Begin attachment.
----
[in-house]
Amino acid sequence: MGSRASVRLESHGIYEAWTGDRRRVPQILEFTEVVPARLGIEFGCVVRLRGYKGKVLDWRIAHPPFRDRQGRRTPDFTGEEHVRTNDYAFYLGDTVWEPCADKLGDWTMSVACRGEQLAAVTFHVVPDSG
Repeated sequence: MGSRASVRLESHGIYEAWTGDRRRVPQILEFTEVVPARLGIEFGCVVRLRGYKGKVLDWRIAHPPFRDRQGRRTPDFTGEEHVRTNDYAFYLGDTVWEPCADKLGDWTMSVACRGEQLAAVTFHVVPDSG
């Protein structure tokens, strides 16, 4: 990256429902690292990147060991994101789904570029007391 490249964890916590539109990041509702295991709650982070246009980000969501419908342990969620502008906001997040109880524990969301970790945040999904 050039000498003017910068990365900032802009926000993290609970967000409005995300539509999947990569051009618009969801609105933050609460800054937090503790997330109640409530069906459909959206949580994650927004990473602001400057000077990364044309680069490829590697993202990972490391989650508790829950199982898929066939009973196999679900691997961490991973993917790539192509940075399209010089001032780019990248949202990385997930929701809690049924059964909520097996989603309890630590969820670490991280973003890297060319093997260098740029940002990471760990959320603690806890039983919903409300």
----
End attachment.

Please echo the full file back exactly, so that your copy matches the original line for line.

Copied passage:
[in-house]
Amino acid sequence: MGSRASVRLESHGIYEAWTGDRRRVPQILEFTEVVPARLGIEFGCVVRLRGYKGKVLDWRIAHPPFRDRQGRRTPDFTGEEHVRTNDYAFYLGDTVWEPCADKLGDWTMSVACRGEQLAAVTFHVVPDSG
Repeated sequence: MGSRASVRLESHGIYEAWTGDRRRVPQILEFTEVVPARLGIEFGCVVRLRGYKGKVLDWRIAHPPFRDRQGRRTPDFTGEEHVRTNDYAFYLGDTVWEPCADKLGDWTMSVACRGEQLAAVTFHVVPDSG
């Protein structure tokens, strides 16, 4: 990256429902690292990147060991994101789904570029007391 490249964890916590539109990041509702295991709650982070246009980000969501419908342990969620502008906001997040109880524990969301970790945040999904 050039000498003017910068990365900032802009926000993290609970967000409005995300539509999947990569051009618009969801609105933050609460800054937090503790997330109640409530069906459909959206949580994650927004990473602001400057000077990364044309680069490829590697993202990972490391989650508790829950199982898929066939009973196999679900691997961490991973993917790539192509940075399209010089001032780019990248949202990385997930929701809690049924059964909520097996989603309890630590969820670490991280973003890297060319093997260098740029940002990471760990959320603690806890039983919903409300």